Coupled entries decision angers bettors

ON HORSE RACING

April 07, 2002|By Tom Keyser | Tom Keyser,SUN STAFF

Since bettors have no lobbyist or lawyer at their beck and call, Maryland Racing Commission meetings serve mainly as forums for horsemen and racetrack management.

Don't let that fool you. Bettors have plenty to say.

When the commission voted, 4-2, last month to allow the uncoupling of certain entries in the richer races at Pimlico and Laurel Park, Bob Beck became furious. A 58-year-old retired Spanish teacher who lives in Wheaton, Beck bets on the races nearly every day at Laurel.

His reaction? "Outrageous. Once again, the public be damned."

In an effort to create more betting interests per race and to increase handle, the commission abolished a long-standing rule about coupled entries.

Now, if a trainer enters two or more horses in the same race, even if they are owned by different people, the horses race as one betting interest. In the near future, such horses will race as separate betting interests.

That might mean more betting opportunities, which gamblers like, or even larger fields, which gamblers also like, but it also could mean chicanery on the part of trainers trying to cash a bet, Beck said. If the trainer's 8-1 entrant wins, but his 6-5 favorite finishes up the track, gamblers will be suspicious, Beck says.

"It's just bad for the game, whether it's deliberate, orchestrated or accidental," Beck said. "The perception's there that the trainer might be playing games at your expense. Even if it's mostly on the up-and-up, the perception's there."

Commissioners Terry Saxon and Ellen Moyer voted against uncoupling the entries. Saxon said he did for that very reason.

"I'm not saying anything improper is going to be going on. In fact, I don't think there will be," Saxon said. "But unfortunately, I think this sends the wrong signal to the public."

John Franzone, a commissioner who usually champions the customers' cause, says he reluctantly voted for the measure as a way of increasing field sizes.

He noted that the commission approved the uncoupling only as a six-month experiment - at the behest of horsemen and track management.

"If the whole thing doesn't work," he said, "we'll change it."

The new rule could take effect as soon as two weeks. It will apply to maiden special weights, allowance races and claiming races worth more than $20,000.

Uncoupling is already allowed in stakes and handicaps. Coupled entries will continue in cheaper races.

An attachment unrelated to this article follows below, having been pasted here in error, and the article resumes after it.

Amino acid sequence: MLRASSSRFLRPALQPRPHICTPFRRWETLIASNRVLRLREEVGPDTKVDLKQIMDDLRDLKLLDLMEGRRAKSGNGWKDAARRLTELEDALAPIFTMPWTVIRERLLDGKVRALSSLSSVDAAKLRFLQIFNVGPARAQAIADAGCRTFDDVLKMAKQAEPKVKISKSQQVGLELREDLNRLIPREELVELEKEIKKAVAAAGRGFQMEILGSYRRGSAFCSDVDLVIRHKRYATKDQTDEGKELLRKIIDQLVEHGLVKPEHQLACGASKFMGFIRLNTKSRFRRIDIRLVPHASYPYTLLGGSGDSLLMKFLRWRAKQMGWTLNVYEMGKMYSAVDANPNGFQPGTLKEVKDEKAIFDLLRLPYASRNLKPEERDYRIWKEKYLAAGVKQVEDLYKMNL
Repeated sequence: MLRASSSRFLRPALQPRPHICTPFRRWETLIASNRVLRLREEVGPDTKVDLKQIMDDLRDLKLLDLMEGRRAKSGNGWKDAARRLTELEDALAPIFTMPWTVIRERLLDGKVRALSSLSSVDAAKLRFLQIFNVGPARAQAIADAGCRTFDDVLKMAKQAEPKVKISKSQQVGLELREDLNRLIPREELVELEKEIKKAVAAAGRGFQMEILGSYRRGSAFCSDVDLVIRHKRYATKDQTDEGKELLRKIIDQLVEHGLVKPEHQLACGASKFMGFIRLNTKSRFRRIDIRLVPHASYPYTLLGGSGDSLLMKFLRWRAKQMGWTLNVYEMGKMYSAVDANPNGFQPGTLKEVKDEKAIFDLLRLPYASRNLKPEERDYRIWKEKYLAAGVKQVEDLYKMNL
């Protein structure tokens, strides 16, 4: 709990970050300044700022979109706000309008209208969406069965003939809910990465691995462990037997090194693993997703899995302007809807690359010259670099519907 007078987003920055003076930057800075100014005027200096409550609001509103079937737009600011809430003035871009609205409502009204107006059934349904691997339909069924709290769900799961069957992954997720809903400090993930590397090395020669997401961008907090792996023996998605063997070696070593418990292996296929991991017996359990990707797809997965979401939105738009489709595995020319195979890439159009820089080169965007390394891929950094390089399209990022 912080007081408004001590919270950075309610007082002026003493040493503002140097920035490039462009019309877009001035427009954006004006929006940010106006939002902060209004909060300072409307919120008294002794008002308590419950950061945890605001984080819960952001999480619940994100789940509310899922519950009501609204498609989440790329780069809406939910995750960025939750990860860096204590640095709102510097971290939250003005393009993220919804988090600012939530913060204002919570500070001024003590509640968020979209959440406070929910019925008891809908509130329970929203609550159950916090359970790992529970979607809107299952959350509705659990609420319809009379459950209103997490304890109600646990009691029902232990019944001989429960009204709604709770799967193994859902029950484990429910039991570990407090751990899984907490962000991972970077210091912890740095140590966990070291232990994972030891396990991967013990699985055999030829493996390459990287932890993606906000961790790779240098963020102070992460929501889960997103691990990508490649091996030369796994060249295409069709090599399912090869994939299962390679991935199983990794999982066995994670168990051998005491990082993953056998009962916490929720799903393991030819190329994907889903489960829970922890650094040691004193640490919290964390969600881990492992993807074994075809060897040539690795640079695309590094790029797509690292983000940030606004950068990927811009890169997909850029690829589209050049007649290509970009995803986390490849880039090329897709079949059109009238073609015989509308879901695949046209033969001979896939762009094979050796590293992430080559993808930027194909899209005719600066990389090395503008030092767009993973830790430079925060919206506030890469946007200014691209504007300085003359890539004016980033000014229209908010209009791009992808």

Xtra Heat resting

Since flying home from the Middle East, where Xtra Heat finished third March 23 in the $2 million Dubai Golden Shaheen, the Maryland filly has been vacationing at John Salzman's farm in Sykesville.

Salzman, her trainer and part-owner, said she will complete her two-week rest later this week and return to her barn at Laurel Park.

"She hasn't missed an oat," Salzman said. "She's doing fine."

Xtra Heat dueled in Dubai as the heavy favorite with eventual winner Caller One before dropping off the pace and finishing 3 1/2 lengths behind.

After the race, Salzman said that Xtra Heat had been coughing for a week. He said nothing publicly beforehand, he said, because he didn't want to make excuses.

The filly has allergies, Salzman says. At home he simply gives her antihistamines to clear them up. In Dubai, where bushes and trees bloomed near her barn, no medications were permitted.

Also, Salzman noticed in watching replays of the race that Xtra Heat never changed leads (never changed the leg with which she strided out). She ran the entire six furlongs on the staightaway under Maryland jockey Harry Vega leading with her right leg. That, and the allergies, had to take a toll on her performance, Salzman said.

Still, he said, he's not making excuses. She earned $200,000, and the race sponsors must have spent more than $100,000 paying for Xtra Heat's nine-person party to attend the race.

"It was a good experience," Salzman said. "When you get the chance to run for a million two [the winner's share, $1.2 million], you've got to take it."

What's in store for Xtra Heat? Perhaps the Maryland Breeders' Cup against males on Preakness day at Pimlico, perhaps a six-furlong, Group 1 sprint in England in mid-June, perhaps the Princess Rooney Handicap at Calder in July.

The ultimate goal, Salzman said, is the Breeders' Cup Sprint, in which Xtra Heat finished second last year.

Heisler calls it quits

John J. Heisler retired June 30 after 19 years as a steward at Pimlico and Laurel Park and more than 50 years in racing.

He began walking and galloping horses in 1949 at tracks on the East Coast, and then he trained horses on his own, served as assistant to trainer J. Bowes Bond and eventually worked in the racing office in Maryland.

He served as claims clerk, patrol judge, placing judge, paddock judge, fill-in steward and finally, in 1983, steward.

Asked what prompted his retirement, Heisler said: "I'm 74. I figured, well, you've got to do it sometime."

Josette Edwards, the steward's administrative aide, will replace Heisler until a new steward can be hired.

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